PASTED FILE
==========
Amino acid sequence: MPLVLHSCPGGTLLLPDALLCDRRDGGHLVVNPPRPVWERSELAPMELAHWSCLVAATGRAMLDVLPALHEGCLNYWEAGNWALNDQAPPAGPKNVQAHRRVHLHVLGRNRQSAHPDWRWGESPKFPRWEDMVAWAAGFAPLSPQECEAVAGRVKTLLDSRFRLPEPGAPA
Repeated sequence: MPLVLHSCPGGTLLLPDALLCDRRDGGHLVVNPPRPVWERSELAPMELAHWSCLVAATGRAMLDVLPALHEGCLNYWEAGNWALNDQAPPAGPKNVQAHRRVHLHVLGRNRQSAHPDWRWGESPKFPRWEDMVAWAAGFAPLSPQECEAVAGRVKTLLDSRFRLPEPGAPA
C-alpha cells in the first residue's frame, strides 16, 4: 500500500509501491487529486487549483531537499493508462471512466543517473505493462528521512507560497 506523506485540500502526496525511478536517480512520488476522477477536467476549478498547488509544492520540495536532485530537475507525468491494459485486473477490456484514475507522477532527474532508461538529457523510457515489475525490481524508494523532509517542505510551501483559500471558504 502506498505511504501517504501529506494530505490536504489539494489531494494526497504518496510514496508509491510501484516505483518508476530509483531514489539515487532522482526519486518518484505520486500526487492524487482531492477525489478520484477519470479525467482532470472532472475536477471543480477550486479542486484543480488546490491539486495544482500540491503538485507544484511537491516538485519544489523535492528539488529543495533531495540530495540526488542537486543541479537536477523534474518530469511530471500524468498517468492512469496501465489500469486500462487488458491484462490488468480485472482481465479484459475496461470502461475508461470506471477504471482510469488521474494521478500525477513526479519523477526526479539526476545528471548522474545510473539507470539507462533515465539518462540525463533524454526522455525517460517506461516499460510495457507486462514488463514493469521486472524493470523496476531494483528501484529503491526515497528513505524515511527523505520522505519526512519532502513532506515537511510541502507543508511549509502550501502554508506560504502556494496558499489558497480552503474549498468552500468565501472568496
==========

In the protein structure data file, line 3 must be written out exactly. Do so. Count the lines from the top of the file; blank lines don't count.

C-alpha cells in the first residue's frame, strides 16, 4: 500500500509501491487529486487549483531537499493508462471512466543517473505493462528521512507560497 506523506485540500502526496525511478536517480512520488476522477477536467476549478498547488509544492520540495536532485530537475507525468491494459485486473477490456484514475507522477532527474532508461538529457523510457515489475525490481524508494523532509517542505510551501483559500471558504 502506498505511504501517504501529506494530505490536504489539494489531494494526497504518496510514496508509491510501484516505483518508476530509483531514489539515487532522482526519486518518484505520486500526487492524487482531492477525489478520484477519470479525467482532470472532472475536477471543480477550486479542486484543480488546490491539486495544482500540491503538485507544484511537491516538485519544489523535492528539488529543495533531495540530495540526488542537486543541479537536477523534474518530469511530471500524468498517468492512469496501465489500469486500462487488458491484462490488468480485472482481465479484459475496461470502461475508461470506471477504471482510469488521474494521478500525477513526479519523477526526479539526476545528471548522474545510473539507470539507462533515465539518462540525463533524454526522455525517460517506461516499460510495457507486462514488463514493469521486472524493470523496476531494483528501484529503491526515497528513505524515511527523505520522505519526512519532502513532506515537511510541502507543508511549509502550501502554508506560504502556494496558499489558497480552503474549498468552500468565501472568496